Career options for MBAs in the financial sector are becoming increasingly limited as investment banks pull back from their on-campus associate recruitment programmes. However, there’s one company on the buy-side that continues to hire MBAs for a variety of roles – Pimco.
Pimco is the one asset management name that consistently crops up in the employment reports of top business schools across the world. The $1.97 trillion asset manager recruits from Ivy League and other top business schools for jobs that you wouldn’t expect to require an MBA – everything from sales and marketing to portfolio-management positions.
“Pimco much prefers hiring MBA graduates from the best business schools in the world”, says Karin Schambach from Indigo Headhunters, which focuses on asset management. “It is their aspiration to only hire the smartest candidates and it shows that they can afford to pay for that talent.” Pimco maintains a very “strategic” approach to recruitment, she says.
Another headhunter, speaking on condition of anonymity, confirms this policy, saying that Pimco even insists that sales staff needs to have an MBA. Trying to find an MBA from an Ivy League school who is willing to work in asset-management sales in smaller European financial centres like Frankfurt or Paris is a big ask, he says.
Pimco admits its preference for hiring MBAs. “In our experience, an MBA provides a solid foundation of skills which, combined with several years of work experience, helps talented individuals adapt and build a career in a variety of jobs within asset management, such as portfolio and product management, client-focused roles and research”, says Kimberley Stafford, an executive vice president and Pimco’s global head of human resources. MBAs are an important part of Pimco’s “academic environment”, she adds.
Pimco has been undergoing some significant management changes over the past few months, following the exit of co-CIO Mohamed El-Erian in March. Its total return bond fund, run by its founder Bill Gross, has experienced outflows of $830m in July; the 15th consecutive month of outflows. It’s been hiring, however, predominantly as it diversifies away from its traditional strength in fixed income and builds out an equities team that could be 15-strong by the end of this year.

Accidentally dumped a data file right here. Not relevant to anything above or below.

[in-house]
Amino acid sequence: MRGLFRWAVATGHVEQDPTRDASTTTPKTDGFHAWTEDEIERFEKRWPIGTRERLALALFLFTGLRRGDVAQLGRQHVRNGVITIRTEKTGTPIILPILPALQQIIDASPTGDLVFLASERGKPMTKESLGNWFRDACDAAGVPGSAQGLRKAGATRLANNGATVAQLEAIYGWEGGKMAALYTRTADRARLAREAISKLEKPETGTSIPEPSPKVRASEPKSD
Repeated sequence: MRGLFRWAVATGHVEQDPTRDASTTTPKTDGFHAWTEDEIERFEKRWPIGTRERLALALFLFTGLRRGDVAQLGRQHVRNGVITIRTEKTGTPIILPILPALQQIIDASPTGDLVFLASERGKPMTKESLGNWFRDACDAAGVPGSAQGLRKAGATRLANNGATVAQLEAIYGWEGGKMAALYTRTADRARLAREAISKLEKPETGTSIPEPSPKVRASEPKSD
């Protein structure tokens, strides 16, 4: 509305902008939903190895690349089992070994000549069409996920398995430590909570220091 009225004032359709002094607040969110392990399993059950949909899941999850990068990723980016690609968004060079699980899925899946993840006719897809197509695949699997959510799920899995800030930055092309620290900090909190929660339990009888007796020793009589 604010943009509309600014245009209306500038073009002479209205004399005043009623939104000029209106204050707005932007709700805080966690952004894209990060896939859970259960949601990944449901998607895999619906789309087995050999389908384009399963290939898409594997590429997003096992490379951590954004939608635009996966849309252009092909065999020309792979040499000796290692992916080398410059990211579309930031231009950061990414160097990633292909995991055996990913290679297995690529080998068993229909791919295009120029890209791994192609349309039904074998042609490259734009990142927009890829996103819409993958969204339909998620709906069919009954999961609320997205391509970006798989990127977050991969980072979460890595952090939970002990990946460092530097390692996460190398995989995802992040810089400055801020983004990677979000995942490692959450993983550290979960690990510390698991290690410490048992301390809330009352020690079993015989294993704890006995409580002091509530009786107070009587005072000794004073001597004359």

Of the first batch of recruits for the equities team, only Aylon Ben-Schlomo, who joined as an equity analyst, has an MBA (from UCLA Anderson School of Management). Iain McNaught does not possess an MBA, but did go to Eton College; Simon Peters, who will work in sales, has a degree from Exeter University (but no MBA); while Sean Heymann, a portfolio manager, went to the University of Miami.
However, a glance at Pimco’s careers website proves that the company’s preference for hiring in MBAs, even for more obscure roles. It’s recruiting for a senior sales and relations manager for Latin America. “An MBA degree from an accredited, leading business school or university, or other equivalent Advanced Degree as it relates to the position is preferred,” it says.
It’s an expensive preference. According to the employment report of Columbia Business School, the base salary of its graduate MBA hires in investment management varies between $75k and $175k and the median is $125k. Bonuses also come in at up to $200k. At Wharton, the median salary for asset management was $120k and at Chicago Booth base salaries come in at $100k with a median bonus of $40k.
Pimco targeted MBA graduates in 2013: seven from Chicago Booth, five from Columbia and three from the London Business School – the most active asset management recruiter on campus. Pimco employs 2,454 people globally.
Stafford says that hiring MBAs is not necessarily about what they can do in the job when they join, but what they can do in the future. Today’s MBAs are “tomorrow’s leaders” at Pimco, she says, citing the current senior management that came through the firm’s MBA recruitment programme: its president Jay Jacobs, Sabrina Callin, head of the firm’s StocksPLUS products, and Eric Mogelof, who was recently named head of Pimco Asia.